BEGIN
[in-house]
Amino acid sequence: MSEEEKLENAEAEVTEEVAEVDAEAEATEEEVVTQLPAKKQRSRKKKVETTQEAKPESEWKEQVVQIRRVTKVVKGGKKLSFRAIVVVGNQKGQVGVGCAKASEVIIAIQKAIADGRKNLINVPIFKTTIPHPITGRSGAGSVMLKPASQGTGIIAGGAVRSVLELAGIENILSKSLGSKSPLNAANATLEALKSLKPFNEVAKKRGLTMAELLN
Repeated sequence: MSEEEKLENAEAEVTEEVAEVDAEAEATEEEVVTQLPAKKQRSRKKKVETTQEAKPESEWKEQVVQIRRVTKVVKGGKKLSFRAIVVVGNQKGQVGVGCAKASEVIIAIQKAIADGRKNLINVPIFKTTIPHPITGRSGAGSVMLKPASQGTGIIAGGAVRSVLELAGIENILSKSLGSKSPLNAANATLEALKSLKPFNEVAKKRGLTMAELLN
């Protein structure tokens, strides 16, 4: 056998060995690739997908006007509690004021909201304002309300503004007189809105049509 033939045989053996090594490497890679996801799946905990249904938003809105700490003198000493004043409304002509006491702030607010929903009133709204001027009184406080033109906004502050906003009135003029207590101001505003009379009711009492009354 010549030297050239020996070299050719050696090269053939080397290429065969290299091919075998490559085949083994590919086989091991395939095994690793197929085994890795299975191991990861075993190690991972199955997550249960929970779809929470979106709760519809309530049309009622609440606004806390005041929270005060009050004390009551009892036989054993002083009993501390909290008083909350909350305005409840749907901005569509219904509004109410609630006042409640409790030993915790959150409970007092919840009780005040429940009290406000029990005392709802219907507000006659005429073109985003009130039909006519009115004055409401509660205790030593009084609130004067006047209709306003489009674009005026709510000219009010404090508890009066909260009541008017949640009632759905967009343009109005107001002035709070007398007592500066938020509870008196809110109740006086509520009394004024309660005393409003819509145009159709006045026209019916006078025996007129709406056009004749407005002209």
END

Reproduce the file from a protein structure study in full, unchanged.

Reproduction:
[in-house]
Amino acid sequence: MSEEEKLENAEAEVTEEVAEVDAEAEATEEEVVTQLPAKKQRSRKKKVETTQEAKPESEWKEQVVQIRRVTKVVKGGKKLSFRAIVVVGNQKGQVGVGCAKASEVIIAIQKAIADGRKNLINVPIFKTTIPHPITGRSGAGSVMLKPASQGTGIIAGGAVRSVLELAGIENILSKSLGSKSPLNAANATLEALKSLKPFNEVAKKRGLTMAELLN
Repeated sequence: MSEEEKLENAEAEVTEEVAEVDAEAEATEEEVVTQLPAKKQRSRKKKVETTQEAKPESEWKEQVVQIRRVTKVVKGGKKLSFRAIVVVGNQKGQVGVGCAKASEVIIAIQKAIADGRKNLINVPIFKTTIPHPITGRSGAGSVMLKPASQGTGIIAGGAVRSVLELAGIENILSKSLGSKSPLNAANATLEALKSLKPFNEVAKKRGLTMAELLN
């Protein structure tokens, strides 16, 4: 056998060995690739997908006007509690004021909201304002309300503004007189809105049509 033939045989053996090594490497890679996801799946905990249904938003809105700490003198000493004043409304002509006491702030607010929903009133709204001027009184406080033109906004502050906003009135003029207590101001505003009379009711009492009354 010549030297050239020996070299050719050696090269053939080397290429065969290299091919075998490559085949083994590919086989091991395939095994690793197929085994890795299975191991990861075993190690991972199955997550249960929970779809929470979106709760519809309530049309009622609440606004806390005041929270005060009050004390009551009892036989054993002083009993501390909290008083909350909350305005409840749907901005569509219904509004109410609630006042409640409790030993915790959150409970007092919840009780005040429940009290406000029990005392709802219907507000006659005429073109985003009130039909006519009115004055409401509660205790030593009084609130004067006047209709306003489009674009005026709510000219009010404090508890009066909260009541008017949640009632759905967009343009109005107001002035709070007398007592500066938020509870008196809110109740006086509520009394004024309660005393409003819509145009159709006045026209019916006078025996007129709406056009004749407005002209």